Kevin Canning is one of the principals of the Penrith Men’s Walk & Talk, which starts every Thursday night in the Coffee Club opposite Tench Reserve.

A Life Member of both the Emu Plains Junior Rugby League Football Club and the P&C Association, Kevin is driven by a desire to be actively involved in the community, whether through his family life, his work or the Men’s Walk & Talk.

Born in Paddington, Kevin lived the first two years of his life in Annandale, before the family moved to Emu Plains in 1973.

He attended Emu Plains PS and Nepean HS, then took up a Carpentry trade, receiving his ticket in 1990.

Initially working as an employee in the Construction Industry, the recession in 1992 saw him become a Self Employed Contractor, still working in the Construction Industry, and he continues to apply his trade to this day, now in partnership with his wife Alisse.

Kevin and Alisse married in 1994 at St Thomas Anglican Church Mulgoa, and have three children, Larissa, Jarrod and Matthew, with their first grandchild also on the way due early August.

An introduction to Rugby League at the age of 3 subsequently turned into a 21-year career, beginning with two years in Under 7’s and progressing over the ensuing years through to A Grade, where he would be coached by former Penrith NRL coach Len Stacker, former grade players Cliff Cartwright and Grant Drinkwater. and play alongside a number of ex-Panthers, including Legend of the Nepean Brett Lobb, Jody Gall and Matt Sing.

Jarrod, Alisse, Matthew, Larissa, Kevin.

Among the highlights from his Rugby League career is being a member of the Club’s first ever premiership-winning team in 1981.

A second premiership title was attained in Under 19’s Division One, where he would score the winning try in the Grand Final.

Cricket also played a part in Kevin’s life as a boy, playing as an all-rounder for Emu Plains and representing Penrith in Nepean District cricket competition. Cricket would however become too all-consuming, from competing in the school team mid-week, the club team on Saturdays and the representative team on Sundays.

Cricket’s loss was however Rugby League’s gain, and Kevin would play League through to the age of 27, when he then retired, switching his focus to coaching, training and committee involvement. In total Kevin has dedicated over 40 years of service to the game of rugby league.

As his sons’ junior careers gained momentum, Kevin moved with them to Glenmore Park JRLFC and would continue his involvement in the sport for the next 7 years, before younger son Matthew moved on to St Marys, where he would go on to represent Penrith in the SG Ball.

Whilst involved in all the different aspects of Rugby League, Kevin would quite often still be at the football ground at 8pm, 4 days per week, socialising with friends after training, meetings or games.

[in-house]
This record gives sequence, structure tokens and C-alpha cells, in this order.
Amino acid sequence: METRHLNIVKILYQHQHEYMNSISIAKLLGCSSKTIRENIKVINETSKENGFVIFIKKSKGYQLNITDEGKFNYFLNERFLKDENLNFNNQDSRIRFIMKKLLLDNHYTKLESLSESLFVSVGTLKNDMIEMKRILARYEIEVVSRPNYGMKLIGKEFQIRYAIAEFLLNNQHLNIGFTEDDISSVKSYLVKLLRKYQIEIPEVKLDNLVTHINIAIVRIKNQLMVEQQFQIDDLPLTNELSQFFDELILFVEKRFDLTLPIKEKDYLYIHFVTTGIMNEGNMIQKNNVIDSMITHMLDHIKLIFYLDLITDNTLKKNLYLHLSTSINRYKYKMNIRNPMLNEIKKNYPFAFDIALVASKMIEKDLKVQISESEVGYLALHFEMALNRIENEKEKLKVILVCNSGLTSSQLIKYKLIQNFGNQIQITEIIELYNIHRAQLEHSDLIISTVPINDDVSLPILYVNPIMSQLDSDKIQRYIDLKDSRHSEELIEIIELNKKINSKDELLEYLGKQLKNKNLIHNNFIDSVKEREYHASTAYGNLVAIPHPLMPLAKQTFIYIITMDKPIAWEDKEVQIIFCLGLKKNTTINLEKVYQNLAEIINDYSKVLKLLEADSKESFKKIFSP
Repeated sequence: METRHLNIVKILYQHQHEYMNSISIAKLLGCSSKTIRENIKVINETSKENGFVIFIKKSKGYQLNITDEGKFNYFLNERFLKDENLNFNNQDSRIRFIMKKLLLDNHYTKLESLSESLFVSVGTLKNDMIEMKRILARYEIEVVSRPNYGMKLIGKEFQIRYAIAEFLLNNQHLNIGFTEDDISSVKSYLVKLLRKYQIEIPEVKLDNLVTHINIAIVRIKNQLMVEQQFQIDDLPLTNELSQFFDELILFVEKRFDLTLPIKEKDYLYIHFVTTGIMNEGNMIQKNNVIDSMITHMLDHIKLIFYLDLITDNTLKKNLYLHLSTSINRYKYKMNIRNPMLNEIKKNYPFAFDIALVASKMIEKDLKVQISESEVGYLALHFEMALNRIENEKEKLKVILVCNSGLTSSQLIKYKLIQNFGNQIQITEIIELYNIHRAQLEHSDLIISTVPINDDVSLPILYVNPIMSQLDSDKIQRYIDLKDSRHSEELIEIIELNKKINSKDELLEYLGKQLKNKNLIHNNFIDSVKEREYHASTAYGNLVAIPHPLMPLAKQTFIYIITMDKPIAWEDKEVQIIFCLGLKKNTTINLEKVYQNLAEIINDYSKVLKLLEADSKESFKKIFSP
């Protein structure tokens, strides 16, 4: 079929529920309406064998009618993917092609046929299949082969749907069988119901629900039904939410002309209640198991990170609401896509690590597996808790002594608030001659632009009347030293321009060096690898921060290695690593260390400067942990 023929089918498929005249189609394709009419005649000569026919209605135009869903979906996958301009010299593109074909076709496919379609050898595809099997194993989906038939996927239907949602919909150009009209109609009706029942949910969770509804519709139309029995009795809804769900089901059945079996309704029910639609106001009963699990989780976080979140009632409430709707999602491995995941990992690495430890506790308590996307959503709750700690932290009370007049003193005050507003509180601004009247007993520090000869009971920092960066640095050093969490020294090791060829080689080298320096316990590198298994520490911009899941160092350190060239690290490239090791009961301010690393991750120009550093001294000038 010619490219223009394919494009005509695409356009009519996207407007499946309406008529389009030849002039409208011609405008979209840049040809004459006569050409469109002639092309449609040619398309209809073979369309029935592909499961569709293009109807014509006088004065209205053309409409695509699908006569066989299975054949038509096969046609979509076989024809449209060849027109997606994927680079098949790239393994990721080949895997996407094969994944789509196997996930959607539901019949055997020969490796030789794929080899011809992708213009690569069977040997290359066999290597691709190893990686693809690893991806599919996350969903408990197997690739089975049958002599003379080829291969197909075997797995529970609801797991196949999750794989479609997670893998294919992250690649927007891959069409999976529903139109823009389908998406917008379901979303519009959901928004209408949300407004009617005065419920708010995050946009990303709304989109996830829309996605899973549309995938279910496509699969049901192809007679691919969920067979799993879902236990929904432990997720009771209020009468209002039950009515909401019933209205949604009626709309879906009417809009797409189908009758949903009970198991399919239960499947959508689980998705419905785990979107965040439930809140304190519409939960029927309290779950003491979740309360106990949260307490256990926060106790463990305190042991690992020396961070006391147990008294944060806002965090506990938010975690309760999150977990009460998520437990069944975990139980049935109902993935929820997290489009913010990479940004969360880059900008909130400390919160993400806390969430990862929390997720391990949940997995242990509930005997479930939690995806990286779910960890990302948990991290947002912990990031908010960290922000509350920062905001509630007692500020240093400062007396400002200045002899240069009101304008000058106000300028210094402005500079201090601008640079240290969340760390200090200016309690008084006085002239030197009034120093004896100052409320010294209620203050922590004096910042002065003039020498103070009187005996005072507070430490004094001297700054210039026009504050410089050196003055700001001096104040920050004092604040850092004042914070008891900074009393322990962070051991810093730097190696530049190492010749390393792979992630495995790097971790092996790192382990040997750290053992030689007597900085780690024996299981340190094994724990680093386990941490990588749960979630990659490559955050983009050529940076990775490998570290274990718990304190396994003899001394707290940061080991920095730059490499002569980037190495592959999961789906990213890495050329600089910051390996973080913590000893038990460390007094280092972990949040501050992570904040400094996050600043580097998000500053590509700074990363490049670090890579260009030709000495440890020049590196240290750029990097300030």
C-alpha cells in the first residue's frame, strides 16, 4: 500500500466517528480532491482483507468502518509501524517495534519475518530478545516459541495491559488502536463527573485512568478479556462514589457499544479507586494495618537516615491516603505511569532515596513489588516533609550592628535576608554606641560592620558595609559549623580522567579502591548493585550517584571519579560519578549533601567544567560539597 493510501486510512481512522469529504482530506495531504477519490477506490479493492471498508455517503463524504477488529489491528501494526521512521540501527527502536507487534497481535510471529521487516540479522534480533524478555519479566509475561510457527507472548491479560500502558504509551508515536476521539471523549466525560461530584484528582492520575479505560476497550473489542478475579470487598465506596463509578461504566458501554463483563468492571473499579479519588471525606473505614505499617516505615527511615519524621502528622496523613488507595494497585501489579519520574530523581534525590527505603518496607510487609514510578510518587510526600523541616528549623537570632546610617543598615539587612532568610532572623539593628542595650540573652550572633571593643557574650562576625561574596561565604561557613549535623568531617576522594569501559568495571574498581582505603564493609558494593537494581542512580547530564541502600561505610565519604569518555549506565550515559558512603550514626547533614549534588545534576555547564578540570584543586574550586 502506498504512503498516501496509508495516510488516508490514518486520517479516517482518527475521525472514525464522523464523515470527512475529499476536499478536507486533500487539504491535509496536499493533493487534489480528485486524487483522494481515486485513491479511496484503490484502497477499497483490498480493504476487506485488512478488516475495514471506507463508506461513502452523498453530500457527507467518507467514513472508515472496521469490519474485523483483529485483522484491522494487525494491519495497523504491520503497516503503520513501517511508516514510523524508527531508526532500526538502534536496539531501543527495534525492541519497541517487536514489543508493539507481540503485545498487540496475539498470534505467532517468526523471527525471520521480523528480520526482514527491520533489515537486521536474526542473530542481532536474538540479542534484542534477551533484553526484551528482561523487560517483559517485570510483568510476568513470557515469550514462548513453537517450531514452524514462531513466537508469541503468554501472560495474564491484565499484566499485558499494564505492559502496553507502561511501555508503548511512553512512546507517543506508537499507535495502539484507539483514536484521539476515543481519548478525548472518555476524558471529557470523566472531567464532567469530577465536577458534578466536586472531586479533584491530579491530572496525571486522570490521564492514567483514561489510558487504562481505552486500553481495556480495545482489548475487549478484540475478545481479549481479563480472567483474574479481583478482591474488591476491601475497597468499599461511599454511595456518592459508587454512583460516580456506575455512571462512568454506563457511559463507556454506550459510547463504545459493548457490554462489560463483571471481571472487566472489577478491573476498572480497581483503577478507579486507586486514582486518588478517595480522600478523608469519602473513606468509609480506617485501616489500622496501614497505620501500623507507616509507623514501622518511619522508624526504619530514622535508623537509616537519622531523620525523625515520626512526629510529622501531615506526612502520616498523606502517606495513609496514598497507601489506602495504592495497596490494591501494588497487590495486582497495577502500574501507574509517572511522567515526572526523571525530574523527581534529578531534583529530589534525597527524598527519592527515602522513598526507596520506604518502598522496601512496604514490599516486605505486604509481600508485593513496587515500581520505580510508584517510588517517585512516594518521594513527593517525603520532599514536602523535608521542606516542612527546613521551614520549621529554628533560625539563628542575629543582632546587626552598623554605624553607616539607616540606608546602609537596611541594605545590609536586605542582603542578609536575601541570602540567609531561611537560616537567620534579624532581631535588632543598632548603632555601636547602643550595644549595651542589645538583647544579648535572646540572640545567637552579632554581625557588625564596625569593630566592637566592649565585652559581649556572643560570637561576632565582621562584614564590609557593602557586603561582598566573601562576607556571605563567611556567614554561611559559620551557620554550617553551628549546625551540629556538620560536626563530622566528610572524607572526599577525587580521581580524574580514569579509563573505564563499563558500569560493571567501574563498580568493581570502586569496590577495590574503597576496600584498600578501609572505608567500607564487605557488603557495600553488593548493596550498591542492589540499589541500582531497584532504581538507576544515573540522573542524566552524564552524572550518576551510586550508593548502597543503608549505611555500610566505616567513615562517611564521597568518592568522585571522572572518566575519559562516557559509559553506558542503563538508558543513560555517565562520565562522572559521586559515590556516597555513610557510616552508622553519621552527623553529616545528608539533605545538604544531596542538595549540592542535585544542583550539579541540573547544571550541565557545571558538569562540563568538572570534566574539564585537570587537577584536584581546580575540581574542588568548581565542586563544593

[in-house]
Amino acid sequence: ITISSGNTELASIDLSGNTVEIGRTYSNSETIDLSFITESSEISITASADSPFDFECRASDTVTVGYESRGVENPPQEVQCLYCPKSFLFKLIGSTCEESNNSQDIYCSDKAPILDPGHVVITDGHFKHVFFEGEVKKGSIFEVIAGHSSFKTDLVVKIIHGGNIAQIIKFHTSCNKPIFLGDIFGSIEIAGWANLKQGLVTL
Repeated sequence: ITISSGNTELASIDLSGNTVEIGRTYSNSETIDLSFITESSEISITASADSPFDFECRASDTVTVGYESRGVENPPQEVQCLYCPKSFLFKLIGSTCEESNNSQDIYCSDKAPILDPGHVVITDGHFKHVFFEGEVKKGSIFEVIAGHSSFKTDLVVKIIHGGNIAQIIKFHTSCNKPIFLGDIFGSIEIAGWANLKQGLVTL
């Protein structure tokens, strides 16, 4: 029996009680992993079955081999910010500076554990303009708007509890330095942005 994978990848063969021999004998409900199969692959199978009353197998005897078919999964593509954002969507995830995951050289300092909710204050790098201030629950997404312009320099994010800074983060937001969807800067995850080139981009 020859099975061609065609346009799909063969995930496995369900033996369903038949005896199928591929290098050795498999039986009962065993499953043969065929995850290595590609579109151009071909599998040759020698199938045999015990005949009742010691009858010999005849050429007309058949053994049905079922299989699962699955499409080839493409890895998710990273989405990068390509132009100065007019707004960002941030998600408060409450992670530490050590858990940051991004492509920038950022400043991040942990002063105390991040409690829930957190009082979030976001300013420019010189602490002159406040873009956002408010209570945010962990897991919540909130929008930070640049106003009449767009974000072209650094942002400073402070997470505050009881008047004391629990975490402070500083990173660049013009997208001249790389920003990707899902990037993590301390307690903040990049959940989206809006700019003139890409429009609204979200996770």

Life changed somewhat, when he retired from coaching and his youngest got his driver’s licence. Kevin suddenly lost his connection with the social network of the Rugby League community.

In 2018, he realised he needed a new goal and set out with Alisse to walk 10km per day.

Kevin noticed a marked difference in his physical and mental health, so decided he would like to also take up this activity with his mates, to reinvigorate broken social connections.

After elder son Jarrod had attended funerals for four young men by the time he was 21, Kevin realised there was a deeper need in the community for men, both young and old, to connect with others to foster communication and discussion, rather than face issues in isolation.

A message to that purpose was put on Facebook and Kevin was inundated with positive responses.

A subsequent discussion with Paul Wallace led both men to invite Alan Harding, who had lost one son to suicide and was also looking for a purpose and resolution to his life.

Jamie Large and Billy Beggs also both came on board at the outset, with Andrew Paech (Westcare) subsequently joining the quintet when Westcare stepped in as the official partner of the Penrith Men’s Walk and Talk.

From an initial walking group of 19 men, the number of walkers at Penrith’s Men’s Walk & Talk now averages around 40 walkers each Thursday night.

Offshoot groups have since been formed in other districts and states, all inspired by the success of the Penrith Men’s Walk & Talk, which Australian television and radio personality Gus Worland, the founder of Gotcha4Life, describes as ‘The biggest Men’s Mental Health weekly walk in the Southern Hemisphere’.

Kevin has received both a ‘Premiers Award’ and a ‘Community Service Award’ but regards the greatest achievement in his life as his family. “We are a very close-knit family,” said Kevin.

Kevin Canning was nominated as a Legend of the Nepean by Andrew Paech.

If you know a local legend, send us a nomination at nepeannews@aol.com